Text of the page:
Over 1.4 million Houstonians garden for a hobby or pastime, and GardenLine is where they listen for advice and information on gardening and landscaping.
Every Saturday and Sunday morning from 6 to 10, GardenLine's Randy Lemmon answers listeners' questions on everything from aphids to zoysias. He's Houston's absolute expert on lawns and gardens, offering help to listeners both with and without "green thumbs."
Randy's a Texas Aggie who truly KNOWS plants and flowers. He explains them with ease and candor, and is as competent a "plant person" as there is. He studies, and he practices. He embraces "new methods" as well as the "old" ways of dealing with problems. Call for Randy's solution for your question ... 713-212-KTRH (5874).
I often like to let the dominant topic of recent email questions determine the subject of my weekly blog. For example, the recent one about controlling burrgrass was prompted by a flood of messages on that topic.
You may be guessing all my email lately has been about brownpatch, or winterizing, or winter rye. Or, you might think everyone is asking about cool-season herbicides, or cool-season annuals or cole crop vegetable gardening. Actually, the question that has those outnumbered by about 10 to 1 is, "Randy, why are there so many acorns this year?"
The simple answer is that this is a "mast year" for oak trees. In a "mast year," a tree produces more "mast" (fruit) than normal. When it comes to oaks, "mast" is acorns. Oak trees in Texas usually experience this every 5-7 years. Usually, however, mast years for acorns aren't as heavy as them seem to be this time. So, what gives?
There are two reasons we have a massive acorn crop and drop. First would be the 2011 drought. Second, 2012 had perfect weather for acorn production — a significantly wet spring, followed by a dry summer, causing oaks to experience a rebound effect.
Usually, a mast year will shell out five times more acorns than in a standard year. This year's drop is about three times that of a normal mast year because the weather cycles have exponentially grown the drop this time. But, let's be honest - who really is going to count all those acorns?
Now, I suppose you want to know if you can do anything about them. Or if you could have done anything in advance. The answer is a qualified yes, and an adamant no. Don't you love it when I'm that clear?
Yes, you can do something. You can harvest the acorns and feed them to wildlife like deer and squirrels. (Of course, deer and squirrels will find them on their own ... they don't usually need your help.) You can also gather them up, pulverize them, and incorporate them in a compost pile. You can try to propagate some and grow new trees. (Here's how to do that.) Or you could use them to make old-fashioned acorn flour, a one-time staple for many native Americans.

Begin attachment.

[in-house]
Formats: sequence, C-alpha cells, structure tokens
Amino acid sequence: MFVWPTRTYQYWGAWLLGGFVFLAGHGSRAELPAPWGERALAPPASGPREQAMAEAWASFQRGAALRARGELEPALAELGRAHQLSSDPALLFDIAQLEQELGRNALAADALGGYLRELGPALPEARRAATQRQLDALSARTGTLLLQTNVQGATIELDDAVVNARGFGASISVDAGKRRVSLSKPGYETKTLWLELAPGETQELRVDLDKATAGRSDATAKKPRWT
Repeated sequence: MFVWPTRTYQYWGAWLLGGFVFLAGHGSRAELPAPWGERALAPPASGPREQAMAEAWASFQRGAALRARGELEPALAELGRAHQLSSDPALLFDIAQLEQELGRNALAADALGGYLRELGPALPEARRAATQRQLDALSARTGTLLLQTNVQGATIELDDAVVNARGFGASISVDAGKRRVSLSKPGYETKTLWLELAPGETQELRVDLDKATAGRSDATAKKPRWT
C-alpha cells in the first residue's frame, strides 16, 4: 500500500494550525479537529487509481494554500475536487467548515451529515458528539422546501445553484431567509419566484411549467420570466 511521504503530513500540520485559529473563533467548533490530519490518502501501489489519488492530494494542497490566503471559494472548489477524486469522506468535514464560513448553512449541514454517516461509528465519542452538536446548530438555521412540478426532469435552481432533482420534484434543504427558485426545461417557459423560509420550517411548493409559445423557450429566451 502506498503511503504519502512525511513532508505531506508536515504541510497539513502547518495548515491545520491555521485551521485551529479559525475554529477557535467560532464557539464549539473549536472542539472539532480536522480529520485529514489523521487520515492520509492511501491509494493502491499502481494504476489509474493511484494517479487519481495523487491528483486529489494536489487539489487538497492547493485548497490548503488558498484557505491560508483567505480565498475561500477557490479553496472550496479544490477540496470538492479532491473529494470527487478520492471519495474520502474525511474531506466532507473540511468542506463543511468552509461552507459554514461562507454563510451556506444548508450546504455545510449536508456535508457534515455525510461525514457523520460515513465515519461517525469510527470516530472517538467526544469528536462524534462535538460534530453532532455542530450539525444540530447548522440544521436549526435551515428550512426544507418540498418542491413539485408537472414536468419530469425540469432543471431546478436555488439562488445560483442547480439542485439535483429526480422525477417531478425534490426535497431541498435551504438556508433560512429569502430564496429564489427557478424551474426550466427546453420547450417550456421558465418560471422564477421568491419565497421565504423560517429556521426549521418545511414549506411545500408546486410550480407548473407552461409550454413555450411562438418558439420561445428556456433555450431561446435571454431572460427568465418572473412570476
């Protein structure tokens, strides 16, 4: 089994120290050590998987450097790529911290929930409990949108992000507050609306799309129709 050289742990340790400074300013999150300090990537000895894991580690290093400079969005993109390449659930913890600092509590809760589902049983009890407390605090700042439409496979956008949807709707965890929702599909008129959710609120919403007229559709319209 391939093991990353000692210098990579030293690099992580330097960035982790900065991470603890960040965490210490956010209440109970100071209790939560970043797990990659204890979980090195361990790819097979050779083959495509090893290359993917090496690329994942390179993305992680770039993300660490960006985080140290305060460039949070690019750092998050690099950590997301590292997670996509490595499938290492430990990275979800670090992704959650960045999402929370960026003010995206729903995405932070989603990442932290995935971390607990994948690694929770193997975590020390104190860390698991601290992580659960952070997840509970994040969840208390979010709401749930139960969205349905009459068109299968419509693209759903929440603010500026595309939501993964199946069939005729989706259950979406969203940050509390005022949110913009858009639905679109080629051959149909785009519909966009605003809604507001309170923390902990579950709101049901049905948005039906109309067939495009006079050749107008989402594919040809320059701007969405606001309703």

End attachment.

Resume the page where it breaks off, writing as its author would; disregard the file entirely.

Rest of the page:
But the one thing you can't do is try to control or reduce the crop. Not now, and not in advance of future mast yearss. That's because it's actually healthy for the tree to do it. Chemical controls, like fruit inhibitors, are not advised.
You may be wondering just exactly how does one gather up a massive collection of acorns. (And you should gather them — I would never advise just leaving them. As they decompose, they will leave behind higher-than-normal tannins, and that slightly taints the soil making it harder for turf to succeed.) It's not a joke when I suggest on the air to get out there with the shop vacuum. Frankly, aside from using a leaf rake, I don't know of any other clever ways.
Now here's how to make your acorn crop pay off: the person who brings the biggest bag of acorns to me at our next-to-last fall GardenLine appearance on Saturday will get a free jar of tree food ... so you can make your oak tree even healthier!
Boy, autumn has really flown by. It seems like just the other day we were scheduling events for September through November, and here we are with the next-to-last appearance of the season. This Saturday, I'll be at Central Ace Hardware, 13140 Louetta at Grant in Cypress. As always, I will entice you with some free goodies if you show up between 11 a.m. and 1 p.m. More importantly, you should come see me because this Ace location carries all the right products for following my fertilization schedule. If you haven't done all you can and should do with regard to winterizers, pre-emergent herbicides, post-emergent cool-season herbicides, fungicides or fall feedings of cool-season color, they have everything you need.
Plus this is a great opportunity for me to "get a pair of eyes" on any problems you may have. And I'll be giving away bags of Nitro-Phos Fall Special, Nitro-Phos Sweet Green, and a baker's dozen of the very popular Concrete Donuts for irrigation head protection.
And last, but not least, you could get some early holiday gift shopping out of the way by picking up lots of copies of my book, "1001 GardenLine Questions." I'll even sign them for that special touch!